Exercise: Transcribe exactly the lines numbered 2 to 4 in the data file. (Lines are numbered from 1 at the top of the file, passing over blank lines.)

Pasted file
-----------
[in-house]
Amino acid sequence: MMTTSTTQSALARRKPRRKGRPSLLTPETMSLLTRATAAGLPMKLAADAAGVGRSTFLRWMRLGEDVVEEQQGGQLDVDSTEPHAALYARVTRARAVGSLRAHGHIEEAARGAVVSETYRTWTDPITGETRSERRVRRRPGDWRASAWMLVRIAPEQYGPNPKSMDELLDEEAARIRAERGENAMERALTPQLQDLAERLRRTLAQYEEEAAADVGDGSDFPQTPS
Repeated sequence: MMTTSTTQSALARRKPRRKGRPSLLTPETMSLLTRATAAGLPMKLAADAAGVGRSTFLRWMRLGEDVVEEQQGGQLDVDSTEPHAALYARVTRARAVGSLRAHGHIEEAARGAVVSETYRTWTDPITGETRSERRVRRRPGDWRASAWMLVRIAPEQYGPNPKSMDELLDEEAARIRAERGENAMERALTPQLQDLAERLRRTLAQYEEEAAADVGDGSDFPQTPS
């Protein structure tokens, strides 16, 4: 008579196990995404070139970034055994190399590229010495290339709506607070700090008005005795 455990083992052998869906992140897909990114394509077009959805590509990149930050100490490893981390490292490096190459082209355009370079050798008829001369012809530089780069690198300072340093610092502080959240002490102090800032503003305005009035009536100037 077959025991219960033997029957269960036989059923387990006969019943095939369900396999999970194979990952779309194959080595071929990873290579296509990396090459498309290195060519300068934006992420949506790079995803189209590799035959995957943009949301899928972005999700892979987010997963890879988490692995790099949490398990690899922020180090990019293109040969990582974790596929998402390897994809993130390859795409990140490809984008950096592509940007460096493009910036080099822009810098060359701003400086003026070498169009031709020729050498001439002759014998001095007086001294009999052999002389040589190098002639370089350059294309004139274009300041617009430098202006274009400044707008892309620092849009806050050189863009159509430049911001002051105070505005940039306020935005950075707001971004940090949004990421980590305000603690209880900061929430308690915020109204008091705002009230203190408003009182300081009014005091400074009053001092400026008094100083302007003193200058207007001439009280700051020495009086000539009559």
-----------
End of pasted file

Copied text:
Amino acid sequence: MMTTSTTQSALARRKPRRKGRPSLLTPETMSLLTRATAAGLPMKLAADAAGVGRSTFLRWMRLGEDVVEEQQGGQLDVDSTEPHAALYARVTRARAVGSLRAHGHIEEAARGAVVSETYRTWTDPITGETRSERRVRRRPGDWRASAWMLVRIAPEQYGPNPKSMDELLDEEAARIRAERGENAMERALTPQLQDLAERLRRTLAQYEEEAAADVGDGSDFPQTPS
Repeated sequence: MMTTSTTQSALARRKPRRKGRPSLLTPETMSLLTRATAAGLPMKLAADAAGVGRSTFLRWMRLGEDVVEEQQGGQLDVDSTEPHAALYARVTRARAVGSLRAHGHIEEAARGAVVSETYRTWTDPITGETRSERRVRRRPGDWRASAWMLVRIAPEQYGPNPKSMDELLDEEAARIRAERGENAMERALTPQLQDLAERLRRTLAQYEEEAAADVGDGSDFPQTPS
């Protein structure tokens, strides 16, 4: 008579196990995404070139970034055994190399590229010495290339709506607070700090008005005795 455990083992052998869906992140897909990114394509077009959805590509990149930050100490490893981390490292490096190459082209355009370079050798008829001369012809530089780069690198300072340093610092502080959240002490102090800032503003305005009035009536100037 077959025991219960033997029957269960036989059923387990006969019943095939369900396999999970194979990952779309194959080595071929990873290579296509990396090459498309290195060519300068934006992420949506790079995803189209590799035959995957943009949301899928972005999700892979987010997963890879988490692995790099949490398990690899922020180090990019293109040969990582974790596929998402390897994809993130390859795409990140490809984008950096592509940007460096493009910036080099822009810098060359701003400086003026070498169009031709020729050498001439002759014998001095007086001294009999052999002389040589190098002639370089350059294309004139274009300041617009430098202006274009400044707008892309620092849009806050050189863009159509430049911001002051105070505005940039306020935005950075707001971004940090949004990421980590305000603690209880900061929430308690915020109204008091705002009230203190408003009182300081009014005091400074009053001092400026008094100083302007003193200058207007001439009280700051020495009086000539009559």